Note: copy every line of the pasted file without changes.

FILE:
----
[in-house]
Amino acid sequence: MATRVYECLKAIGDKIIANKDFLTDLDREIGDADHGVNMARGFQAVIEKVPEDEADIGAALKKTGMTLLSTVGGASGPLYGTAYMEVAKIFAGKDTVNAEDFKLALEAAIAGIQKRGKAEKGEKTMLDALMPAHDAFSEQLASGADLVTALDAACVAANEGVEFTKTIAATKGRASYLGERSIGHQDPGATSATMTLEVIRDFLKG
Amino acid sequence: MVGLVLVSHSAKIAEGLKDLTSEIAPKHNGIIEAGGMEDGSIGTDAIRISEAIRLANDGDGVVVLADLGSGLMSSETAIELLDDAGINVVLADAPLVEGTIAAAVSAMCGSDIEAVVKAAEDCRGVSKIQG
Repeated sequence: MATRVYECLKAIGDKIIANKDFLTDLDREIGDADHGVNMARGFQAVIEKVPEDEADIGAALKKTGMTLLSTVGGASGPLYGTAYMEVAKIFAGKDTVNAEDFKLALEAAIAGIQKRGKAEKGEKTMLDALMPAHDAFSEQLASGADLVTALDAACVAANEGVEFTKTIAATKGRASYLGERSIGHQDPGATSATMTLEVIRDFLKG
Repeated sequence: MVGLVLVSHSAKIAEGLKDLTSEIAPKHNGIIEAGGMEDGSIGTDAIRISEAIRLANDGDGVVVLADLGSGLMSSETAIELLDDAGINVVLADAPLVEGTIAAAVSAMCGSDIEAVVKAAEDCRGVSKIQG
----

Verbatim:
[in-house]
Amino acid sequence: MATRVYECLKAIGDKIIANKDFLTDLDREIGDADHGVNMARGFQAVIEKVPEDEADIGAALKKTGMTLLSTVGGASGPLYGTAYMEVAKIFAGKDTVNAEDFKLALEAAIAGIQKRGKAEKGEKTMLDALMPAHDAFSEQLASGADLVTALDAACVAANEGVEFTKTIAATKGRASYLGERSIGHQDPGATSATMTLEVIRDFLKG
Amino acid sequence: MVGLVLVSHSAKIAEGLKDLTSEIAPKHNGIIEAGGMEDGSIGTDAIRISEAIRLANDGDGVVVLADLGSGLMSSETAIELLDDAGINVVLADAPLVEGTIAAAVSAMCGSDIEAVVKAAEDCRGVSKIQG
Repeated sequence: MATRVYECLKAIGDKIIANKDFLTDLDREIGDADHGVNMARGFQAVIEKVPEDEADIGAALKKTGMTLLSTVGGASGPLYGTAYMEVAKIFAGKDTVNAEDFKLALEAAIAGIQKRGKAEKGEKTMLDALMPAHDAFSEQLASGADLVTALDAACVAANEGVEFTKTIAATKGRASYLGERSIGHQDPGATSATMTLEVIRDFLKG
Repeated sequence: MVGLVLVSHSAKIAEGLKDLTSEIAPKHNGIIEAGGMEDGSIGTDAIRISEAIRLANDGDGVVVLADLGSGLMSSETAIELLDDAGINVVLADAPLVEGTIAAAVSAMCGSDIEAVVKAAEDCRGVSKIQG